November 1st, 2012


Who Would Win in a Fight Between Tove Jansson and Astrid Lindgren?

I'm excited to have taken delivery of my copy of The Moomins and the Great Flood today, Tove Jansson's very first Moomin book, begun in 1939 and finished in 1945. The shadow of the War hangs over Moominland in these early days. The book opens with Moomintroll and Moominmamma wandering in Dantesque fashion through a dark wood. Moomintroll, frightened, asks his mother if there are any dangerous creatures around, to which she replies less-than-reassuringly:

"I shouldn't think so," she said, "though perhaps we'd better go a little faster anyway. But I hope we're so small that we won't be noticed if something dangerous should come along."

Their eventual discovery of Moominpappa towards the end of the book, perched in a tree above the Great Flood and the ruined land beneath it, recapitulates a scene that was being played out across Europe at that time:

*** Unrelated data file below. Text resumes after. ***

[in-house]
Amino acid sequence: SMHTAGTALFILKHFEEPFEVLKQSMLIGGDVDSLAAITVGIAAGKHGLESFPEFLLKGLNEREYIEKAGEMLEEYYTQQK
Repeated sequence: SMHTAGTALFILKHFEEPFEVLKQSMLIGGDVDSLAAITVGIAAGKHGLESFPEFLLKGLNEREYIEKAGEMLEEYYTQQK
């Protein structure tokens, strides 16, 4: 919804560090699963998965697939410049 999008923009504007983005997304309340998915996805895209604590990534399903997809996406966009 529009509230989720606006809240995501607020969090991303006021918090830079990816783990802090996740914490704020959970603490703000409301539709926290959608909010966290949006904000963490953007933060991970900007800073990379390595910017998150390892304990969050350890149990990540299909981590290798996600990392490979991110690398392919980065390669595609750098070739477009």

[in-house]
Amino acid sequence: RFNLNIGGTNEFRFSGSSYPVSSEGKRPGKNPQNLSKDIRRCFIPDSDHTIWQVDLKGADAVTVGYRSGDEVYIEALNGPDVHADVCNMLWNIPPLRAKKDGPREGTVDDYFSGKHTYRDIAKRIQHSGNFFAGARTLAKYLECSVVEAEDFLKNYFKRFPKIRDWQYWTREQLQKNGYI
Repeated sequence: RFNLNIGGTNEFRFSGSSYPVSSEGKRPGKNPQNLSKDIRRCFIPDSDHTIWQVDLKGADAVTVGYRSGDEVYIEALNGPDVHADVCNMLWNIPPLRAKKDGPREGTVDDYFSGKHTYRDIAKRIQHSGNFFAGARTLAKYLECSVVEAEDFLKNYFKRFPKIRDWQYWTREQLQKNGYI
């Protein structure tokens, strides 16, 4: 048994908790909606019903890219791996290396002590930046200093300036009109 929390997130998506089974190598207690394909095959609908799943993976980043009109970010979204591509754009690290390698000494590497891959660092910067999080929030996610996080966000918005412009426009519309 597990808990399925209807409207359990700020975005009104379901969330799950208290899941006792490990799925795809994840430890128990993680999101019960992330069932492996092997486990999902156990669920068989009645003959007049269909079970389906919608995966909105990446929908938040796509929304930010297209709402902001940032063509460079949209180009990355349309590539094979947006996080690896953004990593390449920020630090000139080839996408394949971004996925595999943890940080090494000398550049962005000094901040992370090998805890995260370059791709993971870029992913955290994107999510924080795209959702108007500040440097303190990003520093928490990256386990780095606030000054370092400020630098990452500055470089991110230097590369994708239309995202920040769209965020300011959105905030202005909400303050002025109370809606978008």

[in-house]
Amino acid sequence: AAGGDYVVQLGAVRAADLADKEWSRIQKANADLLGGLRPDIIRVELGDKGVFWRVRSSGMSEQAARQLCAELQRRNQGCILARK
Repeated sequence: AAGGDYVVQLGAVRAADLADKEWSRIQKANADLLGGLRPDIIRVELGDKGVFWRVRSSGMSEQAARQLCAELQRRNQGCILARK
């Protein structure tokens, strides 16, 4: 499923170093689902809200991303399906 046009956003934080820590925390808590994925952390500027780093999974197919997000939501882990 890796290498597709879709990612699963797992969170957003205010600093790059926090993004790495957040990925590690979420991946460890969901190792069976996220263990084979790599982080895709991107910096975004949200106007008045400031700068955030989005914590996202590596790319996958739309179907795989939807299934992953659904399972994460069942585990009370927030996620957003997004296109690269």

"How are you? Have you caught cold? Was the house you built a very fine one? Did you think of us often?"
"It was a very fine house, alas," said Moominpappa. "My dear little boy, how you have grown!"

A biographical note at the end of the book asserts boldly that "Tove Jansson is Scandinavia's best-known and best-loved children's author." Is this true? I mean, she's the one I love best, but is she really better known than Astrid Lindgren? Then again, I think we can agree that both writers nudge Alf Prøysen into the shade, but what about Hans Andersen?

But comparisons are malodorous, and Jansson needs no hyperbole. (Why? Because she was a fucking genius.)